Miami in Miami-Dade County, Florida — The American South (South Atlantic)
Coast Guard established seaplane base in 1932. In World War II, Navy and Pan American operated flying boats here until Latin American airports built for hemispheric defense enabled use of more economical landplanes. City of Miami purchased key in 1946.
Erected 1953 by The Historical Association of Southern Florida.
Location. 25° 43.684′ N, 80° 14.053′ W. Marker is in Miami, Florida, in Miami-Dade County. Marker is on Pan American Drive south of SW 27th Avenue, in the median. Click for map. Marker is located in the circular drive in front of Miami City Hall. Marker is at or near this postal address: 3500 Pan American Drive, Miami FL 33133, United States of America.
Other nearby markers. At least 8 other markers are within 2 miles of this marker, measured as the crow flies. Housekeepers Club (approx. 0.4 miles away); The Coconut Grove Library (approx. 0.4 The Barnacle (approx. 0.6 miles away); Charles Avenue (approx. 0.7 miles away); Ransom School (approx. ¾ mile away); The Historic Coconut Grove Cemetery (approx. ¾ mile away); Cocoanut Grove Public Utilities Company (approx. one mile away); Vizcaya (approx. 1.9 miles away). Click for a list of all markers in Miami.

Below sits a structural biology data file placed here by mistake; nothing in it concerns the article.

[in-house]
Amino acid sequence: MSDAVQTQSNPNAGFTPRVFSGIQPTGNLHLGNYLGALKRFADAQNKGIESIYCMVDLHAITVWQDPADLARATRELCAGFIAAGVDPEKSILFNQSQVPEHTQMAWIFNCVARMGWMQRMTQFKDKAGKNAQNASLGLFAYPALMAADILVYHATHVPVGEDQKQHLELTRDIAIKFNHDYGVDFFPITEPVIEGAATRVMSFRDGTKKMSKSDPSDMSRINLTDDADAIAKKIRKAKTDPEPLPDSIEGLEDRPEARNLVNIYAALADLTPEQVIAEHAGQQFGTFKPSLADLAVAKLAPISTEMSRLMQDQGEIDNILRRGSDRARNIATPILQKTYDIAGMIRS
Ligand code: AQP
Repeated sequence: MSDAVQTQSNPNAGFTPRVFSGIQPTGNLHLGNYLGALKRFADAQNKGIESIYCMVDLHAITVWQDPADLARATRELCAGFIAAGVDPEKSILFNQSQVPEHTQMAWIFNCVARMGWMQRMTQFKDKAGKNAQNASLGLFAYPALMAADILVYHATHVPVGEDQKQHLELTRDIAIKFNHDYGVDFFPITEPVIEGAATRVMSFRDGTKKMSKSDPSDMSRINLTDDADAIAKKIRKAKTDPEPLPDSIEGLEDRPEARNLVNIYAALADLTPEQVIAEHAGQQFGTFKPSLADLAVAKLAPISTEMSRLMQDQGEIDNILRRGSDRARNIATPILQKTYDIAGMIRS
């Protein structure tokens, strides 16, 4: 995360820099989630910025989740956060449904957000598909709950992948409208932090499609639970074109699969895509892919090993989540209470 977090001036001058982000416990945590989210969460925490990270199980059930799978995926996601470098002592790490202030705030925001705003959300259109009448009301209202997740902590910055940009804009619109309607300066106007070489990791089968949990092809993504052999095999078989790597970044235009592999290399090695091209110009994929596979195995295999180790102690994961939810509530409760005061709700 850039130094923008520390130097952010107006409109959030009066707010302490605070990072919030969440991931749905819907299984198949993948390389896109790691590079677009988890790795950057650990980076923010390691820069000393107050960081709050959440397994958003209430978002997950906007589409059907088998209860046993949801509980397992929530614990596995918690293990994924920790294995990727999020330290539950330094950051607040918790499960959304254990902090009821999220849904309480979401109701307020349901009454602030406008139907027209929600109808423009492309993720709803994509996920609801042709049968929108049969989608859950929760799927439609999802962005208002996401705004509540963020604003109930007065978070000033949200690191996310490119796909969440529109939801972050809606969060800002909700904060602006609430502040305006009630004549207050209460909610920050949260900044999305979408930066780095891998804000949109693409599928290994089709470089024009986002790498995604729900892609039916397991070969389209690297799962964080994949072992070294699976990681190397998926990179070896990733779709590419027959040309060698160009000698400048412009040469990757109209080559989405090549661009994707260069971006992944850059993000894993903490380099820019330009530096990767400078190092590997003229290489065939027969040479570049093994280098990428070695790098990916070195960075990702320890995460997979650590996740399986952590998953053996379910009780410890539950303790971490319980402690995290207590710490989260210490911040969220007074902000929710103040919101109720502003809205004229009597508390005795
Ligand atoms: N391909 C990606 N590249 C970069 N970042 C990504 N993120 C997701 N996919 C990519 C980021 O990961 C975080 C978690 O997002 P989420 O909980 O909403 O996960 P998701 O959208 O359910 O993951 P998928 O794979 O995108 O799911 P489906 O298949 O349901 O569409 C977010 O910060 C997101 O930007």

More about this marker. Formerly an island, Dinner Key is today the site of a marina complex and Miami City Hall. It was connected to the mainland by a road in 1914 for use as a training facility for the U.S. Navy in World War I. Dinner Key was the base of international operations for Pan Am's flying boats as well as a Naval airbase during World War II.
Also see . . .
1. Pan American Seaplane Base and Terminal Building. National Park Service (Submitted on July 9, 2014.)
2. Life & Times of Dinner Key. Pan American Historical Foundation (Submitted on July 9, 2014.)
Categories. • Air & Space • War, World I • War, World II •
Credits. This page originally submitted on , by Marsha A. Matson of Palmetto Bay, Florida. This page has been viewed 296 times since then and 6 times this year. Photos: 1, 2, 3, 4, 5, 6, 7, 8. submitted on , by Marsha A. Matson of Palmetto Bay, Florida. • Bernard Fisher was the editor who published this page. This page was last revised on June 16, 2016.